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The Fix: Melissa Conley Tyler on “How to Rebuild Australia’s Diplomatic Capacity”

How Did We Reach the Figures?

The Fix
Yellow journal cover of AFA7 CHINA DEPENDENCE with dark purple writing and red shipping containers

This article is featured in Australian Foreign Affairs 7: China Dependence. To read the full issue subscribe or buy the issue.

How Did We Reach the Figures?

Claim: “Australia’s combined budget for diplomacy and aid has contracted from A$8.3 billion for the 2013–14 financial year (adjusted for inflation) to A$6.7 billion for 2019–20.” 

How We Got There: The figure for 2013–14 is drawn from pages 100–2 of Budget Paper No. 4 for the 2013–14 Federal Budget, which shows portfolio resourcing by agency. The figure $8.3 billion is the rounded version of the figure $8,331,547,000. This figure is derived by taking the total portfolio resourcing for the Department of Foreign Affairs and Trade (DFAT) and subtracting the allocations for Tourism Australia, the Australian Centre for International Agricultural Research and the Australian Secret Intelligence Agency, but not the allocations for AusAID and the Australian Trade and Investment Commission.
 

Agency Total resourcing
Department of Foreign Affairs and Trade 1,697,733
AusAID 5,585,064
Australian Trade and Investment Commission 328,104
Total 7,610,901
Adjusted for inflation (2018) 8,331,547


The figure for 2019–20 is drawn from pages 71–3 of Budget Paper No. 4 for the 2019–20 Federal Budget, which shows portfolio resourcing by agency. The figure $6.7 billion is the rounded version of the figure $6,721,582,000. This figure is derived by taking the total portfolio resourcing for DFAT and subtracting the allocations for Tourism Australia, the Australian Centre for International Agricultural Research and the Australian Secret Intelligence Agency, but not the allocation for the Australian Trade and Investment Commission.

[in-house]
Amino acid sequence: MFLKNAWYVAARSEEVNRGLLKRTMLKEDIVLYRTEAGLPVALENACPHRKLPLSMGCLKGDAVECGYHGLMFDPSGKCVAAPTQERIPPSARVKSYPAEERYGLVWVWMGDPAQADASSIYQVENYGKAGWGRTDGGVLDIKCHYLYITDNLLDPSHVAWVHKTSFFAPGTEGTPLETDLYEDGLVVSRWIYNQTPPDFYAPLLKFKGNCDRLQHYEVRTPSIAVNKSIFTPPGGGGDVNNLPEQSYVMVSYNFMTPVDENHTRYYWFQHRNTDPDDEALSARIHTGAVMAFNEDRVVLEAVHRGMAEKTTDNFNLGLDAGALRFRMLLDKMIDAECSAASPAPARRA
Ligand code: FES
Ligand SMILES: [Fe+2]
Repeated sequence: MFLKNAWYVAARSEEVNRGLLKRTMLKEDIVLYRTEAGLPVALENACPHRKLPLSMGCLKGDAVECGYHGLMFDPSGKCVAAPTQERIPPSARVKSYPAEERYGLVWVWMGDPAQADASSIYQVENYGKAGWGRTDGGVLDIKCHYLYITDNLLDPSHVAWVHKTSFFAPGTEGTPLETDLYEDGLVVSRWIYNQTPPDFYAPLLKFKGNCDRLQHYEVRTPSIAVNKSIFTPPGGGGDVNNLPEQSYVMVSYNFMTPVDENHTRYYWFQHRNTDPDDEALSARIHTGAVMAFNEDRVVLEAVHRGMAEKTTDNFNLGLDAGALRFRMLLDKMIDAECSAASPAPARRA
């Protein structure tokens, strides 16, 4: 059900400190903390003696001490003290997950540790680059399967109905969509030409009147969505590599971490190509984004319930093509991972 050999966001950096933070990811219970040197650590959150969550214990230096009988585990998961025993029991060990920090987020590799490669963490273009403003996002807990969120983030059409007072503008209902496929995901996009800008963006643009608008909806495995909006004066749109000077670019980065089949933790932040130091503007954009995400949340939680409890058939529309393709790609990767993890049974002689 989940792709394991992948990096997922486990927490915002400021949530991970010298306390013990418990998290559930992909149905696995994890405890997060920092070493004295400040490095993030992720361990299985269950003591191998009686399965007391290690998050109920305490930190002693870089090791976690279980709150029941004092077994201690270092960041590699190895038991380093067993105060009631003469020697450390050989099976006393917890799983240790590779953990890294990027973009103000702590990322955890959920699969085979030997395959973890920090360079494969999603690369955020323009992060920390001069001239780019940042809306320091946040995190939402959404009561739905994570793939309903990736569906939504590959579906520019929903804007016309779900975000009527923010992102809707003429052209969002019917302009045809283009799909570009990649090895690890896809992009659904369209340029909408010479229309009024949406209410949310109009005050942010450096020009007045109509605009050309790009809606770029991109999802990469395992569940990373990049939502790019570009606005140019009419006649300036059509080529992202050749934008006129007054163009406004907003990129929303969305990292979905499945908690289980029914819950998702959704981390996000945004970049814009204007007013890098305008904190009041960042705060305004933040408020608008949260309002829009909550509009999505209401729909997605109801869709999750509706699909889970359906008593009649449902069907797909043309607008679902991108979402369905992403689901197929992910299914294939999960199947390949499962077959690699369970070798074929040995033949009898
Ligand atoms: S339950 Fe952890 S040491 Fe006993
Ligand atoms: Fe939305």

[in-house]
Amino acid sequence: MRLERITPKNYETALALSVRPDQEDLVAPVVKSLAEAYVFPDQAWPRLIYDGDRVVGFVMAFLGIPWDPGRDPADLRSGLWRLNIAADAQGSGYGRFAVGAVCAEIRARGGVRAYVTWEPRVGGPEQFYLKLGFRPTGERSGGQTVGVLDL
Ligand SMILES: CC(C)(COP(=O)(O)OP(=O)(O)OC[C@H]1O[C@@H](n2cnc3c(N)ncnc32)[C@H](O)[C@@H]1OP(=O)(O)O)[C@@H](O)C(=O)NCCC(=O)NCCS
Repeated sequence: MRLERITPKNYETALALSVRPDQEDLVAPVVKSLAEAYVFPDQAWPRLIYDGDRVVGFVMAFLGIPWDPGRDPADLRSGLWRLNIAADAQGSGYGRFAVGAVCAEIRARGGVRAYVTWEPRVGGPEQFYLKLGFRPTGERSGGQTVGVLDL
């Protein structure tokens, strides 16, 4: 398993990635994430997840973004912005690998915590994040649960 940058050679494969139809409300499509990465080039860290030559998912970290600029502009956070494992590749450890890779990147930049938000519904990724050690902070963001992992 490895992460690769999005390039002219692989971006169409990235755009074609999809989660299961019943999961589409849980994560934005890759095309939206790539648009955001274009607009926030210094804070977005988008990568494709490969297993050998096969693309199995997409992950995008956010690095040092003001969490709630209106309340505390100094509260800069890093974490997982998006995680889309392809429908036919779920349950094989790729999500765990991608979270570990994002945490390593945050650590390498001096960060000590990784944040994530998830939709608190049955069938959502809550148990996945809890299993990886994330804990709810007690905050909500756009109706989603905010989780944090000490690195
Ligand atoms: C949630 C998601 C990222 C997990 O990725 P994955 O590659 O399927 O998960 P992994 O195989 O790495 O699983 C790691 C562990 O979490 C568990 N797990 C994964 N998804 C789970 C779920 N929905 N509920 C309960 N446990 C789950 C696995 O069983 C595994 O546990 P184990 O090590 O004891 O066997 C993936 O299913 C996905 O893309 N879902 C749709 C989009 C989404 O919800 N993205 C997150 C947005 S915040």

Agency Total resourcing
Department of Foreign Affairs and Trade 6,308,310
Australian Trade and Investment Commission 413,272
Total: 6,721,582


Claim: “The foreign aid budget is A$4 billion, down A$1 billion since 2013, and at its lowest point ever as a percentage of gross national income at 0.2 per cent.”

How We Got There: This was drawn directly from data and charts at Australian Aid Tracker.


Claim: “In 2017, Australia was ranked twentieth of twenty-nine among developed nations in the OECD (Organisation for Economic Co-operation and Development) for its diplomatic resources. With 116 diplomatic missions abroad, Australia is below the OECD average of 132, and nowhere near the G20 average of 194. It is beaten by countries such as Portugal, Greece and Chile, which have smaller populations and less than 20 per cent of Australia’s GDP.”

How We Got There: Australia’s current rank among the OECD and G20 nations, as well as the averages in these leagues and the figures for Portugal, Greece and Chile, were provided by the Lowy Institute Diplomacy Index for 2017


Claim: “The ever-growing number of Australians travelling abroad has meant an increase in the proportion of funding allocated for passport applications and consular assistance (now 23 per cent of DFAT’s budget), at the cost of its broader diplomatic mission.”

How We Got There: The proportion is drawn from the DFAT Budget Statements for 2018–19. It is calculated by dividing the sum of programs 2.1 (Consular Resourcing) and 2.2 (Passport Services) against the sum of programs 1.1 (Foreign Affairs and Trade Operations), 1.5 (New Colombo Plan – Transforming Australia’s Relationships), 1.6 (Public Information Services and Public Diplomacy), 2.1, 2.2, 3.1 (Foreign Affairs and Trade Security and IT) and 3.2 (Overseas Property). This gives the equation 354,695,000 / 1,538,240,000 = 0.23, or 23 per cent.  
 

Outcome Resourcing
2.1: Consular Resourcing 107,225

2.2: Passport Services

247,470
Total: 354,695
1.1: Foreign Affairs and Trade Operations 830,346
1.5: New Colombo Plan 50,933
1.6: Public Information Services and Public Diplomacy 11,304
2.1: Consular Resourcing 107,225
2.2: Passport Services 247,470
3.1: Foreign Affairs and Trade Security and IT 262,579
3.2: Overseas Property 28,383
Total: 1,538,240

Claim: “In 1949, the combined diplomacy, trade and aid budget was almost 9 per cent of the federal budget, reducing to 3.2 per cent by 1969, 1.9 per cent by 1989, 1.5 per cent by 2009, then to the current 1.3 per cent.”